This sign warns against using elevators during a fire. Elevators can become inoperative during a fire due to power failures, or they may stop at floors where the fire is present, potentially exposing occupants to smoke and flames. The safest way to evacuate a building during a fire is to use the stairs. This sign is typically placed near elevator doors and in lobbies to remind people to use the stairwells for evacuation. It’s essential for building occupants to understand the dangers of using elevators during a fire and to follow the recommended evacuation routes.

8. Assembly Point

This sign is a green rectangle featuring a symbol of a group of people.

This sign designates a safe gathering area, known as an assembly point, where people should assemble after evacuating the building. The assembly point is a predetermined location away from the building where occupants can be accounted for. This helps ensure that everyone has evacuated safely and assists emergency personnel in identifying anyone who may still be inside the building. Assembly points are typically located in open areas such as parking lots, playgrounds, or other safe zones away from the building. Regular fire drills and clear communication about the location of the assembly point are essential for effective evacuation procedures.

9. Fire Action Notice

This sign is a blue rectangle with white text detailing fire procedures.

This sign provides detailed instructions on what to do in case of a fire. The instructions typically include steps such as raising the alarm, calling emergency services, using firefighting equipment if safe to do so, and evacuating the building. Fire action notices are strategically placed throughout the building, often near fire alarm call points, exits, and in common areas. The goal is to ensure that everyone knows the procedures to follow in the event of a fire, which can help reduce panic and ensure a more orderly evacuation. Regular training and awareness programs can reinforce the information provided on these signs.

10. Fire Blanket

This sign is a red rectangle featuring a symbol of a fire blanket.

This sign indicates the location of a fire blanket, a safety device designed to extinguish small fires. Fire blankets are typically made of fire-resistant materials and can be used to smother fires by cutting off the oxygen supply. They are especially useful for kitchen fires, electrical fires, and for wrapping around a person whose clothes are on fire. Fire blankets are usually stored in easily accessible locations such as kitchens, workshops, and near high-risk areas. Knowing the location and proper use of fire blankets can be crucial in preventing small fires from spreading and causing more significant damage.

11. In Case of Fire Do Not Use Lift

This sign is a red circle with a line through a lift (elevator) and flames symbol.

This sign reiterates the importance of not using elevators during a fire emergency. Elevators can malfunction during a fire, trapping occupants inside or taking them directly to the fire floor. Instead, stairs should be used for evacuation. This sign is typically placed near elevator doors and in lobbies to ensure it’s visible to anyone considering using the lift during a fire. Clear instructions and regular fire drills can help reinforce the necessity of avoiding elevators during emergencies.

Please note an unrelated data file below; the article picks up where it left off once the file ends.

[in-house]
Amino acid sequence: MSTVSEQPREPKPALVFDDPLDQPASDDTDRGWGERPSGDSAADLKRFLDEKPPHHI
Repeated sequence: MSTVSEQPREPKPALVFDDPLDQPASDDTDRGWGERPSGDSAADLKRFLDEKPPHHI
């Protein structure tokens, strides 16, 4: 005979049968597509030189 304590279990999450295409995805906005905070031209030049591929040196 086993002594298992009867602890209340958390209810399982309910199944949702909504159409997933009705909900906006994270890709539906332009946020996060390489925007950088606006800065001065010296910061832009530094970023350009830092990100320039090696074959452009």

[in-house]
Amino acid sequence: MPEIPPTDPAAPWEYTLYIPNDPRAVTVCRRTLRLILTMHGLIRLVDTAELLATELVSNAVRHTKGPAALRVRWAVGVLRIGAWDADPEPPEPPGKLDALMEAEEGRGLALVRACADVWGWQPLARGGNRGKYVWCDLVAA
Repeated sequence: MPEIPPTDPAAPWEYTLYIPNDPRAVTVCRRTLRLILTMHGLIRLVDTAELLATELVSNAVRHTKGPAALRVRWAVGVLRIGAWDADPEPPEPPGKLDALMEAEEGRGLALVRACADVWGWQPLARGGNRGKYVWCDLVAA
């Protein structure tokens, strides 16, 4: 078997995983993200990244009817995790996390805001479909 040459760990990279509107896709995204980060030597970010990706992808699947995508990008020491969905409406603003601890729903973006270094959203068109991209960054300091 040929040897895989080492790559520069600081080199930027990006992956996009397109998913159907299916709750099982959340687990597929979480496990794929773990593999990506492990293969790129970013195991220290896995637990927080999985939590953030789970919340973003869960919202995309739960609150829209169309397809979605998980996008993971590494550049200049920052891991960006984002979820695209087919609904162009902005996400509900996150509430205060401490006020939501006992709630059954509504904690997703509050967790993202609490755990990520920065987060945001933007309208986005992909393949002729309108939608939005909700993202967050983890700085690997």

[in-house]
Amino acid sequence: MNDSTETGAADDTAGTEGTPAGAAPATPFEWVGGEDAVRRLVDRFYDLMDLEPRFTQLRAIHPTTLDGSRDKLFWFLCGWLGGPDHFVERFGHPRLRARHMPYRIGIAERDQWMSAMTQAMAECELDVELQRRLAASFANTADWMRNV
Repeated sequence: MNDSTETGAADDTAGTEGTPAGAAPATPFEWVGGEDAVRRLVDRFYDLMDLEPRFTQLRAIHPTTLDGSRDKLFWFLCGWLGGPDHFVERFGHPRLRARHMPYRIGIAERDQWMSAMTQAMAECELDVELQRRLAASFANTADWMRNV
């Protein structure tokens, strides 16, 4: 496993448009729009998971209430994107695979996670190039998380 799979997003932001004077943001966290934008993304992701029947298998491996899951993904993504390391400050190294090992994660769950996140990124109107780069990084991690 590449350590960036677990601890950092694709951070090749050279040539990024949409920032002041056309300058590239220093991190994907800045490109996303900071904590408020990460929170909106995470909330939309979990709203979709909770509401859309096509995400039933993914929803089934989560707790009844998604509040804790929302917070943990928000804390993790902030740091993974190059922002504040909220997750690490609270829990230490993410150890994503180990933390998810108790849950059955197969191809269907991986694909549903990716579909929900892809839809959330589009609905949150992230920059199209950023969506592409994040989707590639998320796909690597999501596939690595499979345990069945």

12. Push Bar to Open

This sign is a green rectangle with a white bar symbol and accompanying text.

This sign indicates that a door can be opened by pushing the bar, typically found on emergency exit doors. Push bars (or panic bars) allow for quick and easy egress during an emergency, enabling large numbers of people to exit swiftly without the need to turn knobs or handles. These doors are essential for maintaining a clear and accessible exit route, especially in high-occupancy buildings. The sign helps ensure that everyone knows how to operate the door correctly in an emergency.

13. No Smoking

This sign is a red circle with a line through a cigarette symbol.

This sign indicates that smoking is prohibited in the area. Prohibiting smoking helps reduce the risk of fire, particularly in environments with flammable materials or where fire hazards are present. The no-smoking sign is commonly found in various places, including hospitals, schools, offices, and areas with combustible materials. Enforcing this rule is critical for maintaining a safe environment and preventing accidental fires.

14. Fire Assembly Point (Arrow)

This sign is a green rectangle with a group of people symbol and an arrow indicating direction.

This sign shows the direction to the designated fire assembly point where people should gather after evacuation. The assembly point is a safe location away from the building where occupants can be accounted for and receive further instructions. Directional arrows help guide people to this safe area, ensuring a coordinated and orderly evacuation. Clear communication and signage about the location of the fire assembly point are essential for effective emergency planning.

15. Fire Sprinkler Control Valve

This sign is a red rectangle featuring a valve symbol.

This sign indicates the location of the fire sprinkler system control valve. The control valve is a critical component of the building’s fire suppression system, allowing for the management of water flow to the sprinklers. In an emergency, knowing the location of the control valve is important for fire personnel and maintenance staff to manage the system effectively. Proper signage ensures that the valve can be quickly located and operated to help control or extinguish a fire.


Understanding and recognizing fire safety signs are essential for ensuring swift and effective responses during emergencies. These signs not only provide crucial information but also guide occupants to safety and help prevent the escalation of fire incidents. By familiarizing yourself with these 15 fire safety signs, you contribute to a safer environment for everyone. Regular fire safety training and awareness are key to reinforcing the importance of these signs and ensuring preparedness in the face of potential fire hazards.